2. Yesterday I posted on George Will's discussion of the minimum wage. Philip Mella has more, noting that Will didn't address three other issues:
[T]here are three related issues Mr. Will declined to address. The first is the meta-analysis that demonstrates how thoroughly seduced a broad swath of Americans and their elected leaders have become by supporting legislation that is at once largely symbolic and has such a potent emotive appeal. Indeed, catharsis has replaced substance in American politics.I still maintain that it is a bad idea for government, let alone Congress, to be involved in wage rules, but if government is to be involved, the states are a better place for this kind of regulation.
Second is the fact that these bleary-eyed politicians and their fawning foot soldiers in the mainstream press will bear no burden regarding the unintended, latent consequences. Here in the Colorado Springs market the local press reported that a number of service-related and restaurant businesses have laid off workers and increased prices in anticipation of a state-passed minimum wage law that took effect this week.
Third is the argument that has the least appeal to our graying cohort of liberals and that is the historically sacred nature of contracts. Employment agreements are predicated on bilateral negotiations whose salary structure should be immune from the intrusive hand of government. But, whether it's the left's excoriation of "obscene profits" by oil companies or CEOs or their apparently unlimited willingness to redistribute income, in their view abridging contractual obligations is a small price to pay.
3. Generally, I have little use for the Citizens for Responsibility and Ethics in Washington, considering them little more than gadflys and attention mongerers rather than a real force for improving the Washington Climate. But every once in a while they come up with a real humdinger, this one about Rep. William "Freezer Money Man" Jefferson's latest gaffe--sending out a fundraising appeal on Congressional letterhead. This is a massive wrong and not just a staff slip-up which is the current spin. Fundraising appeals can't go out on official letterhead and Congressional staff is not supposed to be working on campaign matters on the public dime. In fact, Representatives and Senator may designate one "liasion" between their official staff and their campaign staff. This is a screw up of enormous proportions that just screams for at a minimum a censure and in conjunction with his other, alledgedly, nefarious activities perhpas expulsion.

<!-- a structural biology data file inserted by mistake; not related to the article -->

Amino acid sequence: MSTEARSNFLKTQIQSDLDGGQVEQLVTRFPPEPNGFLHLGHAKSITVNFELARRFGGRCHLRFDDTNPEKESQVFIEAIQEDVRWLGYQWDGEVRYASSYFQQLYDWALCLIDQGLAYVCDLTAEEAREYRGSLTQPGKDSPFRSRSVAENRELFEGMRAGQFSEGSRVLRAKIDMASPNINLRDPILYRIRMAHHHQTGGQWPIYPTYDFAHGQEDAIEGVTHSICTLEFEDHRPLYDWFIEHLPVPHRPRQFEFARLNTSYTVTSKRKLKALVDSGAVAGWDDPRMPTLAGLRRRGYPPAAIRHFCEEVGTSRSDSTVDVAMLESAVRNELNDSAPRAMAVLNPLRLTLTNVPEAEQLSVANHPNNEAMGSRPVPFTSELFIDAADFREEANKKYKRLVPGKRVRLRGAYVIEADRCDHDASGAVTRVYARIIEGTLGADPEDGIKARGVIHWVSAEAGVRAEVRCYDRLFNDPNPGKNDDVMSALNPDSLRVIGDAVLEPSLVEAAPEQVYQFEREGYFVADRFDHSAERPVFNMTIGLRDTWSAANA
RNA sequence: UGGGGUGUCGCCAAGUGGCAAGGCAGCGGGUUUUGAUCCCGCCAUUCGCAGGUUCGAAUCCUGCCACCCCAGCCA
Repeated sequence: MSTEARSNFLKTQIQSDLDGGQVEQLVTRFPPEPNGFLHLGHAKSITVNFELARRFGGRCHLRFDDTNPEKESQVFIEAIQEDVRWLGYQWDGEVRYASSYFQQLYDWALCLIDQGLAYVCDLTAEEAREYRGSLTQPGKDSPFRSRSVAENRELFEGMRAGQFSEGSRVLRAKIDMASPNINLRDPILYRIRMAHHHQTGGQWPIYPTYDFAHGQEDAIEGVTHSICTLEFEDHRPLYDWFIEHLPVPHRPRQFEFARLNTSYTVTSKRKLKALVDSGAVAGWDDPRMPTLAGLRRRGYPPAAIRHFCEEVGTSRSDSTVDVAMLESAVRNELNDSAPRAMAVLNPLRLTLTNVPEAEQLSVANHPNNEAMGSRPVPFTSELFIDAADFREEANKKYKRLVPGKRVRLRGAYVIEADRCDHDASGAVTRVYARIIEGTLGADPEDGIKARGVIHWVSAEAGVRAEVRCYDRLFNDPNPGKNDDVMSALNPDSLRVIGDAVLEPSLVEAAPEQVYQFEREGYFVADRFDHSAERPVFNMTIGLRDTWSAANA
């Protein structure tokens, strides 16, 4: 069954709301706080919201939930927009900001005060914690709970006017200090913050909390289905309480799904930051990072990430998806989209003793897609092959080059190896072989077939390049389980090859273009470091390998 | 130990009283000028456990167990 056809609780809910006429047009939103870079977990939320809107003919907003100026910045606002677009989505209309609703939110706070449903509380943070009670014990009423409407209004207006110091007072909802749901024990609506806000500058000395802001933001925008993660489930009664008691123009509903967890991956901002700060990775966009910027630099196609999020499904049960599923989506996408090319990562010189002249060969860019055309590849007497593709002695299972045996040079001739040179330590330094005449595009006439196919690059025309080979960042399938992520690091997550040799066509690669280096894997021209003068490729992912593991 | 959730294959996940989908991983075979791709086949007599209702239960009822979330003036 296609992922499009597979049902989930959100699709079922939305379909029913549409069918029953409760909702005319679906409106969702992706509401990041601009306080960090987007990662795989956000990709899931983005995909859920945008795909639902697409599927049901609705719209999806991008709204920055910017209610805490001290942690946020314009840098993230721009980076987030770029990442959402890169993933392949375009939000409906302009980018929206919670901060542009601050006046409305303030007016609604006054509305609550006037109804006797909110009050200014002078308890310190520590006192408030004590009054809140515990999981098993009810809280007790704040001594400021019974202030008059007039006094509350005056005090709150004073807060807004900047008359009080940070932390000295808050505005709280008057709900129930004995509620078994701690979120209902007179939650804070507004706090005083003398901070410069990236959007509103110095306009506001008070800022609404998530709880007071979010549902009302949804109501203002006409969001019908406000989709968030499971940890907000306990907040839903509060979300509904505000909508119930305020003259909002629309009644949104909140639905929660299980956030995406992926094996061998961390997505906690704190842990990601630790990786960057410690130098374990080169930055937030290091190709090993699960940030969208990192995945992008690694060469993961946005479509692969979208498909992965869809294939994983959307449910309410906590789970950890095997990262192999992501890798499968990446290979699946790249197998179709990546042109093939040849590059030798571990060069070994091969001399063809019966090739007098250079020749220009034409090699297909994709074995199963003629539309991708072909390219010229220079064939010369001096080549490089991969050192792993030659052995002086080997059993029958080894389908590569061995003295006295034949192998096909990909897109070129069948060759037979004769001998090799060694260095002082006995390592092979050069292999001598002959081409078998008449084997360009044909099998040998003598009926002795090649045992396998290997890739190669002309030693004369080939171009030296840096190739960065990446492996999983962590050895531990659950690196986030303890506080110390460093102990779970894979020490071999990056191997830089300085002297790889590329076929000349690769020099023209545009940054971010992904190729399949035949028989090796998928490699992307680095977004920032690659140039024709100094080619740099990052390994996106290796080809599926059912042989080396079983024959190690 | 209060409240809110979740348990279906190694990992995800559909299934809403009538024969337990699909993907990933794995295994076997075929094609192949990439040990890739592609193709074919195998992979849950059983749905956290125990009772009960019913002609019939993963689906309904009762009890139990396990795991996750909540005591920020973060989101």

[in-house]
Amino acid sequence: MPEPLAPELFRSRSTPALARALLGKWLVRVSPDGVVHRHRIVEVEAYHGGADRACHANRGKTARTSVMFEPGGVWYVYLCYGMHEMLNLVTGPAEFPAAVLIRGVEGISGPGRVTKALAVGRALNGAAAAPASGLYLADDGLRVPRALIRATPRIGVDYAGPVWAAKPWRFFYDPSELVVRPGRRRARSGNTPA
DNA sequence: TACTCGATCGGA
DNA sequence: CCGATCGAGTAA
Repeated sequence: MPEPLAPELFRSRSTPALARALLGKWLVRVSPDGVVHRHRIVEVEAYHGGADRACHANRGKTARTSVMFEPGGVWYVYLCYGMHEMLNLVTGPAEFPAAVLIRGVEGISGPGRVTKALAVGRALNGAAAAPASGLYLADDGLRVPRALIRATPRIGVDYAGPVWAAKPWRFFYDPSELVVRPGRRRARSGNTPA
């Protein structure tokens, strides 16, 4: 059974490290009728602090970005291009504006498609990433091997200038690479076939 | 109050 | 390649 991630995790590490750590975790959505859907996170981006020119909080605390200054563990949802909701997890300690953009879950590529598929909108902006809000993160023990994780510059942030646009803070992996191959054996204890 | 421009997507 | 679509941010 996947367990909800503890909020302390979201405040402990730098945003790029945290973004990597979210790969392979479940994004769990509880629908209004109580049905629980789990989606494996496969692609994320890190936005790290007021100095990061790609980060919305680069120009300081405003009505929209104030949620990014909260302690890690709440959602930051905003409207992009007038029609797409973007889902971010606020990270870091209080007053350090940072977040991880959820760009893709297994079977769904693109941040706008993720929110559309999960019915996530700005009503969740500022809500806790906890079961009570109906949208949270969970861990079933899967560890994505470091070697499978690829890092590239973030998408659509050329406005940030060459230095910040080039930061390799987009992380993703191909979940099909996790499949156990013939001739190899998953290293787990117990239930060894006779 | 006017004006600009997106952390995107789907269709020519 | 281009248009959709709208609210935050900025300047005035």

4. Newly elected DC mayor Adrian Fenty has proposed to take over day to day operations of the public schools through the Mayor's office. While some of his proposals are common sensical, like running all the charter schools through one office rather than the current two, I am not so sure this is the solution Fenty believes it to be. Sara at The Quick and the Ed has more reaction. To e sure, DC schools are pretty bad considering the amount of money pumped into them, but Fenty's plan has one great big hurdle--Congress. A Democratically controlled Congress may not be enamoured with the idea, but since most members of Congress don't send their kids to public schools (and neither does Fenty) they may not care. But sometimes to get results, you need to rattle a few cages and perhaps a sabre or two.
5. When they won election to control Congress, Nancy Pelosi declared that it was time for the grown-ups to run things. But when people like Barney Frank say things like this, it is hard to believe that there are any grownups in Congress, on either side of the aisle.